Students in CPSSD Provide 72% of Ireland's Total Score on Kattis

Kattis is an online judge for competitive programming problems, that some CPSSD students have been using to practise for various competitions. You can read about our success at one here, for example.

The website includes a list of problems, of varying degrees of difficulty. When a user solves a problem, they get between 1 and 10 points based on how hard that problem is; the harder the problem, the higher the points. The website then shows how each user ranks to others on a global scale, and also others in the same university and country.

However, Kattis also uses the scores of individuals in a university or country to get a combined score for that group. It then ranks universities against each other, and countries against each other.

Because of the hard work of several DCU students, including CPSSDs, Dublin City University has become the number one university in Ireland on the site, and just today became the 50th placed university in the world.

In fact, DCU is the only Irish university in the top 100, and is the 21st placed in Europe. Trinity College comes next, at 156th place globally. Out of our neighbouring universities in Britain and Northern Ireland, only Edinburgh and Oxford are ranked better than DCU.

Ireland as a whole has also risen up the rankings recently, and is currently the 27th placed country in the world, just behind France. It may soon pass out France too - vive la révolution!

I decided to do some research to measure how much impact CPSSD students had in raising the reputation of Ireland and of DCU on Kattis. The website is kind enough to explain its ranking algorithm in detail. In short, here is what it does to measure a group’s combined score:

  • It takes the individual scores of everyone in the group, and sorts them.
  • A formula is given to provide the fraction of each member in the group’s score that should be added to the combined score. The higher you are in the group, the more of your score is taken into account in calculating the combined score.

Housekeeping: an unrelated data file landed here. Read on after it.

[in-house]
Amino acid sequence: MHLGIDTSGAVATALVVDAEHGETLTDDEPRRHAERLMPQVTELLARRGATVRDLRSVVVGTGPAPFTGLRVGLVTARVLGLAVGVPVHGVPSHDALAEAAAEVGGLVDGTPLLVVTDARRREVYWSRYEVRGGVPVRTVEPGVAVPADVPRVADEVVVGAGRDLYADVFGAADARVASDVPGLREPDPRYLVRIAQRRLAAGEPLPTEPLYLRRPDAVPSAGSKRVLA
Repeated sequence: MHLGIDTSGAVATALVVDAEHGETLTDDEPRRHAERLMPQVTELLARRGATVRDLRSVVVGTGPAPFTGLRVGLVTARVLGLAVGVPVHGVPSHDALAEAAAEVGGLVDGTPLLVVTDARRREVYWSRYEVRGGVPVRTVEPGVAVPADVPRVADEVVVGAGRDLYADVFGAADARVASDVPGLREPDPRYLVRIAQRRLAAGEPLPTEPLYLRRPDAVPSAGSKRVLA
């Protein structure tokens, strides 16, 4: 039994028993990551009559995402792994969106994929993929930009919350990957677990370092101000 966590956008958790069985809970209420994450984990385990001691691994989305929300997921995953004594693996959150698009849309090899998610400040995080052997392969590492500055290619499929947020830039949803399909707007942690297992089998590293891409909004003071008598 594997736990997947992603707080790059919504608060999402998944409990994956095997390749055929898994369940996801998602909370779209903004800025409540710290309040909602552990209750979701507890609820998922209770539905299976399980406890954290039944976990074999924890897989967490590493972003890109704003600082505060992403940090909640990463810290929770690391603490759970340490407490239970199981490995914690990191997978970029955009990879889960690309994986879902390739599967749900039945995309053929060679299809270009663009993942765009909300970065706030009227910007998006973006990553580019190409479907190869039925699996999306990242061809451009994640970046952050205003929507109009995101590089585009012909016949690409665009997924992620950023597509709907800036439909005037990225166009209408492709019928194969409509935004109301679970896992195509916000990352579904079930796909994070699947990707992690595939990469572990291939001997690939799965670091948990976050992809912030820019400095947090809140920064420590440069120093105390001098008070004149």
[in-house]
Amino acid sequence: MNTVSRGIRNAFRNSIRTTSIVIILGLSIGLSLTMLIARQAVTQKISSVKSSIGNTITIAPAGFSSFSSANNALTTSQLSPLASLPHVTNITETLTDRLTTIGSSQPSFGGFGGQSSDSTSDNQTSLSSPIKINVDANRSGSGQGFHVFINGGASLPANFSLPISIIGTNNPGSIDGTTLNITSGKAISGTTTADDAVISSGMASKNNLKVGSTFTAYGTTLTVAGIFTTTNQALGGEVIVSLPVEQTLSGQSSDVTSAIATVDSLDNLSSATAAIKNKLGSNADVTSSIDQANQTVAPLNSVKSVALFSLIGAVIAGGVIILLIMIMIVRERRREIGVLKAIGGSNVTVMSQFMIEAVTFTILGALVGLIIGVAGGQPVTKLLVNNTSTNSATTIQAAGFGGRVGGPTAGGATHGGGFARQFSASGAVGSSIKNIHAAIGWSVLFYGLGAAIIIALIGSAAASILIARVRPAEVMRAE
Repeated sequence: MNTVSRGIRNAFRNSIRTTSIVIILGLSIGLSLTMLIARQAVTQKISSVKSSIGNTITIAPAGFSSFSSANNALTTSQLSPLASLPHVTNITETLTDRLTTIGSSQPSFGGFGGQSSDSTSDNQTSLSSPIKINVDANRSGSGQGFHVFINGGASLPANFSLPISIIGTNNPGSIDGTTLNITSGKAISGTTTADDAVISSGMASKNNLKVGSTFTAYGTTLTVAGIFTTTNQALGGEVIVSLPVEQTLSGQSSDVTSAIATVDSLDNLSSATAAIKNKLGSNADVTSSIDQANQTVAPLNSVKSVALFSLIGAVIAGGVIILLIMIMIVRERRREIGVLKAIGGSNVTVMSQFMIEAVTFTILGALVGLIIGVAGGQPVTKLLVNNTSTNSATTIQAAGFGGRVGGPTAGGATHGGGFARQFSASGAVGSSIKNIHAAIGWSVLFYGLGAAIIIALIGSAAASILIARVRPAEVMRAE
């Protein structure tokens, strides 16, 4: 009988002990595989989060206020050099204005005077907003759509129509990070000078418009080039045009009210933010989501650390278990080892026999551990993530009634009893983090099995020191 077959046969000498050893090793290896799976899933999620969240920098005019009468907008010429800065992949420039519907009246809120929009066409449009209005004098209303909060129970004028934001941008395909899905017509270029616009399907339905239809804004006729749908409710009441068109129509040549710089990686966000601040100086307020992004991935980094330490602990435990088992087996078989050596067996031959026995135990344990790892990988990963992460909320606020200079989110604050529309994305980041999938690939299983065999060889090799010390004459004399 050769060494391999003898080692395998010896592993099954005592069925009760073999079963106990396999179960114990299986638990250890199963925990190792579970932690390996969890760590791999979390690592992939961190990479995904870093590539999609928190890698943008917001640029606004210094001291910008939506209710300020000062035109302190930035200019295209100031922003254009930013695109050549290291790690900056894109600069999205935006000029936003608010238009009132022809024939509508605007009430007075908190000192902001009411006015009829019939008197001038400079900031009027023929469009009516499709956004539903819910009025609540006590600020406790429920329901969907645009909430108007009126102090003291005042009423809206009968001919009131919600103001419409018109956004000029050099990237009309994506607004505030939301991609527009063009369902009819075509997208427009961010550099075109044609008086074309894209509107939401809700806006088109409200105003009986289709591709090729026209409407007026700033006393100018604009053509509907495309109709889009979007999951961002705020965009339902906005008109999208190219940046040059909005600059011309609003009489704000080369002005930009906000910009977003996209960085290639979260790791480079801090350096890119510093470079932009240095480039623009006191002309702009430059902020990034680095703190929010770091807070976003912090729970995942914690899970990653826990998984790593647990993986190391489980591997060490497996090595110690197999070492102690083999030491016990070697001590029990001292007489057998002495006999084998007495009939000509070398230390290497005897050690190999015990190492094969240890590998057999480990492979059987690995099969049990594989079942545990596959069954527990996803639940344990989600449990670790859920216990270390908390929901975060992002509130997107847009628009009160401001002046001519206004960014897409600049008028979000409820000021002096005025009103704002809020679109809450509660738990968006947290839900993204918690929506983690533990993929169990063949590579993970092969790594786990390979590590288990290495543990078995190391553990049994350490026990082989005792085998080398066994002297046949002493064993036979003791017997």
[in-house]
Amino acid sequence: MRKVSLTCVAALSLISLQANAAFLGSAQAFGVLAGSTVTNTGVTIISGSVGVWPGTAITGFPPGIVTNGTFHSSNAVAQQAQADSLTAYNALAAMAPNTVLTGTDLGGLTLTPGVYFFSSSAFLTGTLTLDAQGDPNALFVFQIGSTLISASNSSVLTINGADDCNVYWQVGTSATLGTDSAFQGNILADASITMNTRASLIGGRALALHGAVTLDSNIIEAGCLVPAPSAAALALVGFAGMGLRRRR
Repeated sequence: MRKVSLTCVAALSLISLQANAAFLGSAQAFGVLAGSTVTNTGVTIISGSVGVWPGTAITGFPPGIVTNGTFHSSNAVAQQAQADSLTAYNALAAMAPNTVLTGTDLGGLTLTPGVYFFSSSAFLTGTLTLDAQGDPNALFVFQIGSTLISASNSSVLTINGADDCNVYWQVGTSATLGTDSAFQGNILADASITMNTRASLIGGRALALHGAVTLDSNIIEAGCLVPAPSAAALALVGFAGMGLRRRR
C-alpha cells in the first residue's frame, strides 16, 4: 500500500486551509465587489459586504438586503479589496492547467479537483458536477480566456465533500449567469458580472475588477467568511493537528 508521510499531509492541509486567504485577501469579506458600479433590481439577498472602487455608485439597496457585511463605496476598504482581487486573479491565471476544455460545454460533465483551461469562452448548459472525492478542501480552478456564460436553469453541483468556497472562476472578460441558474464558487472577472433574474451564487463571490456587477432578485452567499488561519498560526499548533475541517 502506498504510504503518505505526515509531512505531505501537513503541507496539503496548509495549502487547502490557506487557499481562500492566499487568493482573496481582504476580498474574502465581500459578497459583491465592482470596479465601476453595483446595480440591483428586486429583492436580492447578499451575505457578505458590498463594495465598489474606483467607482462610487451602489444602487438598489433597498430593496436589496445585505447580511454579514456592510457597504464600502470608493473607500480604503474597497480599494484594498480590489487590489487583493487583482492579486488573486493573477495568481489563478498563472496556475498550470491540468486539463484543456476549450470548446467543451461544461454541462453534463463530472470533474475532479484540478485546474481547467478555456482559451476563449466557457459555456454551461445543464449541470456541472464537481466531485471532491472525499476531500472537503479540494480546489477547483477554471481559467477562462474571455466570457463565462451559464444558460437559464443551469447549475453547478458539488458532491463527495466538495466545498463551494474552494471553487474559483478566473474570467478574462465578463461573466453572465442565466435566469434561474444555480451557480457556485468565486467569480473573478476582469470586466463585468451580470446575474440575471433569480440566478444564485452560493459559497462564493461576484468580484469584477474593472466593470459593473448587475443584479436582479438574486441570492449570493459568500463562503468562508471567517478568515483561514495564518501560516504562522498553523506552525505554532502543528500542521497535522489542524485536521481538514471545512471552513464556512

• For example, the first placed person in the group adds 20% of their score to the combined amount, while the second placed person adds 16% of their score.
  • It adds together each individual score multiplied by its above fraction to get a final answer.

I wrote a script that you can see here to measure how much of Ireland’s total score is provided by CPSSD students. Here are the results:

Irish Rank Individual Score % Added # Added Cumulative Total Name
#1 433.8 20.0% 86.76 86.76 Noah Ó Donnaile
#2 307.6 16.0% 49.22 135.98 Cian Ruane
#3 290.4 12.8% 37.17 173.15 Stefan Kennedy
#7 145.9 5.2% 7.65 180.80 Brandon Ibbotson
#29 13.0 0.0% 0.01 180.80 Ross O’Sullivan
#30 9.6 0.0% 0.00 180.80 Cliodhna Harrison
#31 7.2 0.0% 0.00 180.81 Ciaran Murphy
#35 5.8 0.0% 0.00 180.81 Lucas Savva
#39 3.8 0.0% 0.00 180.81 Oskar McDermott

The leftmost number is each person’s ranking on the Irish leaderboard. Their score follows, then the percentage of this score that is added to the combined Irish score. Following is the actual value of this contribution, and then Ireland’s score so far, consisting of this number and all previous CPSSD’s contributions. Finally is the name of each person. At the end, the total score provided by CPSSD students is output, followed by Ireland’s total score, and then the percentage of this score that the CPSSD score makes up.

You can see here that right now, CPSSDs provide a total of 180.81 of Ireland’s 250.80 points - that is 72% of Ireland’s total score!

It is clear that CPSSD has managed to gather some talented students, as I believe was its aim. However, while individually many of us are undoubtedly talented, what has struck me is that the competition and collaberation available when we are together is the real catalyst. This could be summed up in the saying “the whole is greater than the sum of its parts”, but I think the following is more exciting:

“Society does not consist of individuals but expresses the sum of interrelations” - Karl Marx

Of course, this does not apply just to CPSSD, but also to the wider DCU community. As such, here is a similar table, but including everyone in the top 50 in Ireland from Dublin City University:

Irish Rank Individual Score % Added # Added Cumulative Total Name
#1 433.8 20.0% 86.76 86.76 Noah Ó Donnaile
#2 307.5 16.0% 49.20 135.96 Cian Ruane
#3 290.4 12.8% 37.17 173.13 Stefan Kennedy
#4 263.9 10.2% 27.02 200.15 Ciara Godwin
#5 165.4 8.2% 13.55 213.70 Niall Lyons
#7 145.9 5.2% 7.65 221.35 Brandon Ibbotson
#14 55.0 1.1% 0.60 221.96 Michal Durinik
#18 38.2 0.5% 0.17 222.13 Chris Dowling
#21 33.3 0.2% 0.08 222.21 Tom Doyle
#29 13.0 0.0% 0.01 222.21 Ross O’Sullivan
#30 9.6 0.0% 0.00 222.22 Cliodhna Harrison
#31 7.2 0.0% 0.00 222.22 Ciaran Murphy
#33 6.2 0.0% 0.00 222.22 Han McKenna
#35 5.8 0.0% 0.00 222.22 Lucas Savva
#37 5.5 0.0% 0.00 222.22 Adlan Djimani
#39 3.8 0.0% 0.00 222.22 Oskar McDermott
#41 3.5 0.0% 0.00 222.22 Marin Bivol
#41 3.5 0.0% 0.00 222.22 Tríona Barrow
#46 2.2 0.0% 0.00 222.22 Mark Andrade
#49 1.0 0.0% 0.00 222.22 Daniel Asofiei

DCU makes up almost 90% of Ireland’s score on Kattis, at 222.22 of Éire’s 250.80 points - I think that’s pretty great!

These numbers will get more out of date as time goes on, and as DCU and Ireland climb the ranks further (fingers crossed). I look forward to making another post in the future when DCU is a top-10 university :)

Ádh mór leat,

Noah Ó Donnaile